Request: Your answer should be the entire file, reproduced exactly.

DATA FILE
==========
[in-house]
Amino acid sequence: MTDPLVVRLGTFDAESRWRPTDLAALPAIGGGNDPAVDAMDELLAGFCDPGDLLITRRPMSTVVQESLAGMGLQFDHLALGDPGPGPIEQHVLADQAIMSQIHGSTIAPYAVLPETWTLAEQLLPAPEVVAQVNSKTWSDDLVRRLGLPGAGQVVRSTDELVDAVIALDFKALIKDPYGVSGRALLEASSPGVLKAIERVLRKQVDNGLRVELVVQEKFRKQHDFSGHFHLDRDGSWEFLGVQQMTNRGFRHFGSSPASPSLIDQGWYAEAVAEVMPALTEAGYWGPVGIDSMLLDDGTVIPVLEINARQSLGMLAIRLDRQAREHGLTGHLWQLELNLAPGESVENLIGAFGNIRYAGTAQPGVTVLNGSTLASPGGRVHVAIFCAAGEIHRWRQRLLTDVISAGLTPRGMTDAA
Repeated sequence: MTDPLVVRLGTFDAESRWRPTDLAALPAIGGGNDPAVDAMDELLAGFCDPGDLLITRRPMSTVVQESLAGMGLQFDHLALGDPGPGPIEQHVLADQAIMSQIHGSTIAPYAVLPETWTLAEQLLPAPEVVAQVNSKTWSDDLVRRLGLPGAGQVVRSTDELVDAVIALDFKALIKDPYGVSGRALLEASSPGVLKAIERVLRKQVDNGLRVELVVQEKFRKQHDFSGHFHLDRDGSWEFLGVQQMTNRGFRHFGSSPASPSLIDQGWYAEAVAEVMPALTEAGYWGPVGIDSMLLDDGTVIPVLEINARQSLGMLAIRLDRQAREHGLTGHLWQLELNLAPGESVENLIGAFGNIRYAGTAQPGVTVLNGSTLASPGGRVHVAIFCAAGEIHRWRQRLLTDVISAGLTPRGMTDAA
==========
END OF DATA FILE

[in-house]
Amino acid sequence: MTDPLVVRLGTFDAESRWRPTDLAALPAIGGGNDPAVDAMDELLAGFCDPGDLLITRRPMSTVVQESLAGMGLQFDHLALGDPGPGPIEQHVLADQAIMSQIHGSTIAPYAVLPETWTLAEQLLPAPEVVAQVNSKTWSDDLVRRLGLPGAGQVVRSTDELVDAVIALDFKALIKDPYGVSGRALLEASSPGVLKAIERVLRKQVDNGLRVELVVQEKFRKQHDFSGHFHLDRDGSWEFLGVQQMTNRGFRHFGSSPASPSLIDQGWYAEAVAEVMPALTEAGYWGPVGIDSMLLDDGTVIPVLEINARQSLGMLAIRLDRQAREHGLTGHLWQLELNLAPGESVENLIGAFGNIRYAGTAQPGVTVLNGSTLASPGGRVHVAIFCAAGEIHRWRQRLLTDVISAGLTPRGMTDAA
Repeated sequence: MTDPLVVRLGTFDAESRWRPTDLAALPAIGGGNDPAVDAMDELLAGFCDPGDLLITRRPMSTVVQESLAGMGLQFDHLALGDPGPGPIEQHVLADQAIMSQIHGSTIAPYAVLPETWTLAEQLLPAPEVVAQVNSKTWSDDLVRRLGLPGAGQVVRSTDELVDAVIALDFKALIKDPYGVSGRALLEASSPGVLKAIERVLRKQVDNGLRVELVVQEKFRKQHDFSGHFHLDRDGSWEFLGVQQMTNRGFRHFGSSPASPSLIDQGWYAEAVAEVMPALTEAGYWGPVGIDSMLLDDGTVIPVLEINARQSLGMLAIRLDRQAREHGLTGHLWQLELNLAPGESVENLIGAFGNIRYAGTAQPGVTVLNGSTLASPGGRVHVAIFCAAGEIHRWRQRLLTDVISAGLTPRGMTDAA